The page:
How to care for a Chinese pangolin
If you are planning to purchase a Chinese pangolin to place in the zoo you have, make sure to get your act together. While you are preparing, think about the amount of space they may require. Always use one-way glass or concrete barriers that have one-way glass so that guests can see it; however, the pangolin won’t be in a position to see guests.
The primary region of the Chinese pangolins in Asia. After you have removed your barriers, consider the landscape. Click on the Nature tab, then Filters. Chinese pangolins are found in “Asia” and inside “temperate” environments.
Be sure to select the “Filter” tab beneath “Nature Select” and then click “Next” (temperate as well as Asia) to find the correct trees, plants, and flowers to create the ideal habitat.
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Before putting in plants, flowers, or rocks eccentric, ensure you have the correct size habitat. I recommend creating a more extensive habitat than 182 meters because Chinese pangolins have very small breeding and require a lot of space for their babies!
You should have a decent-sized watering hole. It should not be too deep but also not too shallow. To ensure the water is healthy, be sure that there’s a water source close by. It should be close sufficient to the water source so that the animals don’t become sick from the contaminated water. In addition, it is essential to ensure that these animals have shelters.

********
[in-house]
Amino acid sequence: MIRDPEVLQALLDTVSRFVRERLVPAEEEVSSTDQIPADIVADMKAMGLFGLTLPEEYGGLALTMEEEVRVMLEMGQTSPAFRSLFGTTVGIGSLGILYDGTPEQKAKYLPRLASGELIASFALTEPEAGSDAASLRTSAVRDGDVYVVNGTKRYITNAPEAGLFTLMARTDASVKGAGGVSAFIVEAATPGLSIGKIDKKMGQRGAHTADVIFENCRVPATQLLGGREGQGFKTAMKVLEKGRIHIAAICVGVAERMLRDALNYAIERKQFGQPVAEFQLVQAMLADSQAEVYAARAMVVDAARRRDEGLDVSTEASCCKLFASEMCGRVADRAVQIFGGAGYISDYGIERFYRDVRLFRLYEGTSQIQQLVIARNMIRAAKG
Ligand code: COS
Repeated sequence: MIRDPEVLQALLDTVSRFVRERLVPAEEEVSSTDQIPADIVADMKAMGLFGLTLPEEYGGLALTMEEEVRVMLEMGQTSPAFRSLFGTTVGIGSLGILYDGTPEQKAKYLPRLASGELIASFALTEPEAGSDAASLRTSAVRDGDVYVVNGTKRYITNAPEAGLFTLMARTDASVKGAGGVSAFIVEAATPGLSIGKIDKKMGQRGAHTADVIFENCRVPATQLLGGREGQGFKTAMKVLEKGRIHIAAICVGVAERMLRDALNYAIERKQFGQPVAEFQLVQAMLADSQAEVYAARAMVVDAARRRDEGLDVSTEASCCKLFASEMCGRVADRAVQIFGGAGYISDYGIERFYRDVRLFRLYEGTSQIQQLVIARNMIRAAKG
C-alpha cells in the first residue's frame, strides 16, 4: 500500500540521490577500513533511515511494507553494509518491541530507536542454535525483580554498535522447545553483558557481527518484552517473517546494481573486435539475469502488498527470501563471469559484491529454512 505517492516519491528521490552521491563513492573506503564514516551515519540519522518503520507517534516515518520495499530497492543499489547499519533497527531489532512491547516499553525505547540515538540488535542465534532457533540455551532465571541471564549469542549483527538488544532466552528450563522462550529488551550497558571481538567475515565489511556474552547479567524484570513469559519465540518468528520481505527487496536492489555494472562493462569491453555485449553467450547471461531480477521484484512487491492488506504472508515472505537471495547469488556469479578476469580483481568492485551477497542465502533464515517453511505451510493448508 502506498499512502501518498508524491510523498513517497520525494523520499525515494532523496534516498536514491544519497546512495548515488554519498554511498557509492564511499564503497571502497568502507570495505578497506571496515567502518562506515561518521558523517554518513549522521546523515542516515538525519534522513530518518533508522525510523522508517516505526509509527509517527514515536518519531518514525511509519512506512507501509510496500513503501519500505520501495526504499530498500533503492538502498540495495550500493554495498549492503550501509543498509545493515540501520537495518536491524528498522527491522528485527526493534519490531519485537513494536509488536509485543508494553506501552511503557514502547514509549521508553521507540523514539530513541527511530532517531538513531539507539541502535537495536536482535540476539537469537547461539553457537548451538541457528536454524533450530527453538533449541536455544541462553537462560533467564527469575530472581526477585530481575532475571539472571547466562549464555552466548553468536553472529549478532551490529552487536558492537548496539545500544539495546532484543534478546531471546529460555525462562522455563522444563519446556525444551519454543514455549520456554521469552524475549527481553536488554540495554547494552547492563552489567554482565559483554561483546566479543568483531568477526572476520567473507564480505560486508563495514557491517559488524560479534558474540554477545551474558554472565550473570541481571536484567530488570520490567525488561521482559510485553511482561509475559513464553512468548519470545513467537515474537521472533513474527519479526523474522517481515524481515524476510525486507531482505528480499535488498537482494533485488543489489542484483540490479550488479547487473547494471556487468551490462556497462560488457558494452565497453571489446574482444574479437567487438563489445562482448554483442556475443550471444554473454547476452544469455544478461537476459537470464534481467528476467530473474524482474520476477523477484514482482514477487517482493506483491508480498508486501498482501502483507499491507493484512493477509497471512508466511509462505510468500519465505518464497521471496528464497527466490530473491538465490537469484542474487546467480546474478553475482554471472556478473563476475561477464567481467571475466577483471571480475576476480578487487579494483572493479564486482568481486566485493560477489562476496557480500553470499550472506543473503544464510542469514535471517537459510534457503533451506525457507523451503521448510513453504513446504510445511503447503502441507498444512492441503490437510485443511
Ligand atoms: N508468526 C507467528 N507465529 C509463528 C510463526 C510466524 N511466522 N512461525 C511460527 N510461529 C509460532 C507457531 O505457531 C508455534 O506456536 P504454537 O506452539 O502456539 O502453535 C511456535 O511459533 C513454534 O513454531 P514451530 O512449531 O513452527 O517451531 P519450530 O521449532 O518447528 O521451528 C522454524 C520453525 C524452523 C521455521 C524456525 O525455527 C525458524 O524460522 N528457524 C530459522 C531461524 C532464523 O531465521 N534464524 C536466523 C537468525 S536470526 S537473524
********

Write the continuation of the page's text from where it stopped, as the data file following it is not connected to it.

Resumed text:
Create their own. It will also appear more natural. After that, head to the “Habitat” tab and enter “Pangolin” along with all materials needed to provide the animal with what it needs.
How do you handle a Chinese pangolin in Planet Zoo
It’s possible to think that when you put up your Chinese pangolin, which has the scientific name Manis Pentadactyla in your zoo, How can I keep them safe? That’s a valid question.
When I first started my animal zoo on Planet Zoo, the first animal to be put into my enclosure was a Chinese pangolin. When visitors poured into the square like a tsunami, my animals were terrified, and the sign-up for that Chinese pangolin read “Tense in a bid to escape.”
I was lost. Then I looked at their well and noticed that it was too shallow. When I went back to their zoo media, I saw the Chinese pangolins were “shy.” The moment this came to my mind, I scanned my collection of pet items and checked out animal barriers.
Chinese pangolins are not affluent enough to enjoy being observed because this can be an extremely stressful situation for them, just like predators stalking their prey. Initially, I believed it was a problem with enrichment, and I then included more toys and enhanced food items. But, unfortunately, nothing helped, not even the addition of trees.
What was the solution? The correct barriers! If you have a Chinese pangolin at your zoo or zoos, make sure you use concrete fences that have one-way windows so that the animal isn’t able to be seen through the glass viewed by people on the other side or ordinary one-way glass.